Saturday, 23 May 2015

Cemetery Photo Shoot: A matter of taste


Artsy? Tasteless? Kitsch? 

Although it seems customary within the Gothic scene, I find cemetery photo shoots a rather awkward idea for a multitude of reasons. First and foremost, the question of taste comes into mind. In my lifetime it is likely that I have seen over a hundred images of Goths photographed in cemeteries, some of which appear harmless whereas others are distasteful and cringe worthy. Not to mention they are about as cliché as the Goths-up-trees photos (tradition courtesy of Robert Smith). Overall, I have no real problem with these images, provided the cemetery goer is respectful and chooses to photograph themselves (or friends) in an artistic and mindful way. That means no gyrating or dry humping grave plots or headstones.


Why do I care? Because I lost my best friend at the age of 24. Although it was from natural causes it was a disastrous shock. Nobody saw it coming, it happened overnight. We (her group of friends) were completely devastated. If I were to learn that some half-wit Goth or Alt fashionista felt compelled to rub his or her naughty bits on my friend's headstone, well I would just lose my fucking shit.

So I implore anyone who may consider a cemetery photo shoot to be respectful. There are people under those headstones, they are not simply rocks with scribbles on them, and those individuals deserve the same amount of respect that they would have received in their waking life. Also, I think that if you were to give the cemetery photo shoot a try, you should do your best to spice it up and forgo the usual Gothy scowl. I've not posted the kistchy or most distasteful photos on this blog (out of respect to those individuals) but I have definitely seen some pretty laughable and gag worthy photographs circling the web! None of us want to end up in one of those pictures.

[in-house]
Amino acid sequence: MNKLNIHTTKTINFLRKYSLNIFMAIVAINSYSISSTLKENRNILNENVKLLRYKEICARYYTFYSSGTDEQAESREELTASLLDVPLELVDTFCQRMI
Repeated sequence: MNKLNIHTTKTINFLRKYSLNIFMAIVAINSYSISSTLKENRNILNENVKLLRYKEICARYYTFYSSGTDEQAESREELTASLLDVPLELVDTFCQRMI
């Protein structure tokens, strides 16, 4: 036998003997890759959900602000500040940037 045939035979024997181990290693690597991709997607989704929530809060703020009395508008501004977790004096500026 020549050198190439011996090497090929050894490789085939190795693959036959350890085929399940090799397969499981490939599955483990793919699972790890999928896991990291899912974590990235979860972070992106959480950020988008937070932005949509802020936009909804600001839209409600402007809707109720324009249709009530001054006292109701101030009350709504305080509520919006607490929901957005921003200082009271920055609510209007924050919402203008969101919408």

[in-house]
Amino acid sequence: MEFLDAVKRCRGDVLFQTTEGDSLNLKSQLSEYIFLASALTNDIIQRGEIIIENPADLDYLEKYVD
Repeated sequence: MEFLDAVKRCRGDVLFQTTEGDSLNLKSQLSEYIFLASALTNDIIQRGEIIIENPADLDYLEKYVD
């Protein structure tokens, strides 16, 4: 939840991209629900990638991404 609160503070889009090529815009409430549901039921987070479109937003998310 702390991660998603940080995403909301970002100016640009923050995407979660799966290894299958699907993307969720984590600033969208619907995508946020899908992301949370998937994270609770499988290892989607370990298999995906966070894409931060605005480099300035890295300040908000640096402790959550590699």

I might do a cemetery fashion shoot of my own someday, for no other reason than because I adore the sculpture and ornamentation of Victorian era cemeteries. I honestly believe there's more art in the cemetery than in our local museum!

In closing, I have included some fashion photographs taken in cemeteries that I find most delightful and within good taste. (My favorite is today's main photo!) What are your thoughts on cemetery photo shoots? Are they overdone, beautiful, or of poor taste?




















17 comments:

  1. I'm sure the ghost of a lecherous old man/woman would enjoy a sexy half-naked goth posing against the tombstone, but I personally find these types of photos offensive. I'm also not cool with fabulous fashionistas using it as an exotic location or prop. The only way to do a tasteful cemetery shoot is to have a sorrowful note and tone, feelings of loss, reflection, and sadness.... Even if you don't know the dead guy you're posing next to, you should look like you're mourning or feeling something. Interacting with the scenery in a meaningful way, telling a story... Etc

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    1. I'm happy you liked this post! I was attracted to these images because the women were looking whimsical, somber or contemplative, and I like that. As you said there should be some meaning to it, or I think otherwise none at all, but nothing campy or trashy. When someone looks neutral you can still attempt to find meaning in an image, or project your own feelings onto a subject, which could make for an interesting photograph. But never someone squatting in front of tombstone with a plastic skull, looking like they won the lottery lol, that's terrible.

      I have seen pics of people visiting cemeteries smiling, which is okay from a touristy perspective and you can tell when they aren't fashion/art photographs. I think it was in Victorian times where many cemeteries acted as parks and people picnicked in them (certainly a far cry from today)! Even the big cemetery in my city doubles as a dog walkers paradise, but I wouldn't dare leave my dog's shit there, or take a seat on top of somebody's headstone. We've gotta show respect for the dead!